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12/10/2004 Archived Entry: "Lessons from the crash"

Life is settling back to normal after the last nine days of web server chaos. I had saved a few of my blog postings in a text file, and I've reposted them below. I'm afraid Wendy's posts of the last week are lost. And from this there are a number of instructive lessons.

Lesson #1 is not to trust your web host's backup plans. Our host supposedly had daily backup, but when the server crashed on December 7th -- yes, we got hit on Pearl Harbor Day -- they could only restore backups to November 30th. All of our "static" web pages are mirrored on our own computers, and they change very slowly, so I never worry about backing them up. But I got complacent about the blog, backing it up only every week or two...and Wendy is paying the price for my mistake, losing a week's worth of her posts. In response, I've written a script that I can run daily, which will automatically grab any new blog posts and store them on my hard drive (which in turn gets backed up weekly to CD-R).

Lesson #2 is to keep your domain registration separate from your web hosting. In this we were lucky (I really can't claim foresight). The web hosting service stores your web pages and "publishes" them on the Internet; but the domain registration service tells everyone on the Internet where to find your pages. When I decided (belatedly) to move our site to a new web host, I was able to switch our zetetics.com domain to that new host because domain registration was handled by a totally different company. Had I registered our domain with our web host, we would have been stuck there until they fixed their server -- which even now isn't finished. (Also, how do you tell you web hosting service in the middle of a crisis "excuse me, but I don't want to host with you anymore"? What if they choose not to honor that request, or to put it off until their server is fixed?)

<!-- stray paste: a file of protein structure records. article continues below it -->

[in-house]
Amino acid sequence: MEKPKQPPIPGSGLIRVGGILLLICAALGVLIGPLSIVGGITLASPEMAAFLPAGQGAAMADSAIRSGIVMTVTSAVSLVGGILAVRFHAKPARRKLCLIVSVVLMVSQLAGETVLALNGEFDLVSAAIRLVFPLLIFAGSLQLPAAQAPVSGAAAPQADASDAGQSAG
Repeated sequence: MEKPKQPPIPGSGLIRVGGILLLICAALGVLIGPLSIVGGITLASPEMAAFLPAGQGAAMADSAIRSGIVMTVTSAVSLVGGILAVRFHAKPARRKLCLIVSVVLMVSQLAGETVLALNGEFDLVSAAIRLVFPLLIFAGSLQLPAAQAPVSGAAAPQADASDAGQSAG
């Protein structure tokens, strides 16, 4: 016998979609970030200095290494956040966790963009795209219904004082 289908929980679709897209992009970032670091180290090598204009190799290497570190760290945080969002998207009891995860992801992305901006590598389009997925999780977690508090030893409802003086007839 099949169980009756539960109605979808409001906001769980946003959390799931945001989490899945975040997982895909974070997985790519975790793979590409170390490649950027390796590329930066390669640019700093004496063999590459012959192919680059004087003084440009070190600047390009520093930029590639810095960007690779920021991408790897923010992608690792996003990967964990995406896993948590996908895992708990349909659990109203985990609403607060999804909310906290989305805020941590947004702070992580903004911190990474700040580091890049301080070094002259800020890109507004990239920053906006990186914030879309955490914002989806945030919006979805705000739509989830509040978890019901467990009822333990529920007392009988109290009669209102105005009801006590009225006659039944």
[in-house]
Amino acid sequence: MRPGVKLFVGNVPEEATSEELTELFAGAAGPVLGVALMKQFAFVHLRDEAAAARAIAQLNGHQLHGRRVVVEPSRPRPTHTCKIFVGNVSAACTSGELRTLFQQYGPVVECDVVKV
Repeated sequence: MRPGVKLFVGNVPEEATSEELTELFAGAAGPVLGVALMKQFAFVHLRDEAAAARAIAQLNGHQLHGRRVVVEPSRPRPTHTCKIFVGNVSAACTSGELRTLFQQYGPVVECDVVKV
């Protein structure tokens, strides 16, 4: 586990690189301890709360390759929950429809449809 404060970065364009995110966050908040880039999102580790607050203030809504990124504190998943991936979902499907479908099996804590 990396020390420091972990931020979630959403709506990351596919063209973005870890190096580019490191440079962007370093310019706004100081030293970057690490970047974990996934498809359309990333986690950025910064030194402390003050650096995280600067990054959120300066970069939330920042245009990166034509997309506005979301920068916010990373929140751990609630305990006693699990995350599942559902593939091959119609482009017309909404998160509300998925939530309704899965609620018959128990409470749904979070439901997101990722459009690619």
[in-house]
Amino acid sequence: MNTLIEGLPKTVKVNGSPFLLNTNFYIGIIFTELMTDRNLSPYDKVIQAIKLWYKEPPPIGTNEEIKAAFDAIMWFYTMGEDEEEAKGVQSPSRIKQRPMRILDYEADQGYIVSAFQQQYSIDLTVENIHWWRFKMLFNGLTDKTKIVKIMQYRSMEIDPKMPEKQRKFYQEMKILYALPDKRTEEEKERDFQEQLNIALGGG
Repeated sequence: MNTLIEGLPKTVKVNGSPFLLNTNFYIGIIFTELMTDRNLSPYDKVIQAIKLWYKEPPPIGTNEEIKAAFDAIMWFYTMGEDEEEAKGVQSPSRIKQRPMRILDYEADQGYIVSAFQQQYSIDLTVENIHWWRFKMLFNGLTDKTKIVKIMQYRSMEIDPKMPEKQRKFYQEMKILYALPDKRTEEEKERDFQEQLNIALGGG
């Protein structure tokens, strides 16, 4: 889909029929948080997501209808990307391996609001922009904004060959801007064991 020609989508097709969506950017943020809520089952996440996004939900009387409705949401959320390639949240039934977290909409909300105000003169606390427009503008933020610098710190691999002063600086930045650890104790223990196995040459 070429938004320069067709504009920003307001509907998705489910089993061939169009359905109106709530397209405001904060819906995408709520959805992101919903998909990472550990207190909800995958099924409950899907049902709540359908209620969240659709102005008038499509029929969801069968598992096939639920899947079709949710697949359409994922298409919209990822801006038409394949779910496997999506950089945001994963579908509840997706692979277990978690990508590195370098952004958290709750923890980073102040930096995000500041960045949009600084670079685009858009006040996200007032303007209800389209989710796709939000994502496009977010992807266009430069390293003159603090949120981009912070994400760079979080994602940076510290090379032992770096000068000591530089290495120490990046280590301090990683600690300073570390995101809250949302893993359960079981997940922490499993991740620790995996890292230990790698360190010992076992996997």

It occurs to me that someday I should blog at greater length about how domain name registration works. I know it confused me for the longest time.

Lesson #3 is not to dawdle; don't extend too many "second chances." Our web host failed on December 1st, when they transferred to a new server. This should have gone smoothly, but didn't; that was our first warning, but I was willing to cut them some slack because server moves are difficult. But for the next week, our site was unusually slow; worse, it kept appearing and disappearing from the web (from the DNS database), and there was no reason that should happen. That was the second warning. (I did begin investigating new web hosts then, but I should have moved faster.) Our third warning was the fact that they were not responding to our service request emails. Finally, on December 7th, their hardware croaked, including their own domain name server, which meant even their own web page and support email stopped working. That was the fire alarm that told me to leave the building and not go back.

Fortunately I had already researched new web hosting services; in 20 hours I was able to open an account with them, download our web files from the old server* (which came back on line the evening of the 8th), upload them to the new hosting company, and change our domain registration to point to the new company instead of the old one. I wish I'd done all that on December 1st.

Complacency is the grandmother of education; the generation between is "catastrophe."


*I could have used our mirrored copy, but this ensured that I had the latest possible "snapshot" of the site.

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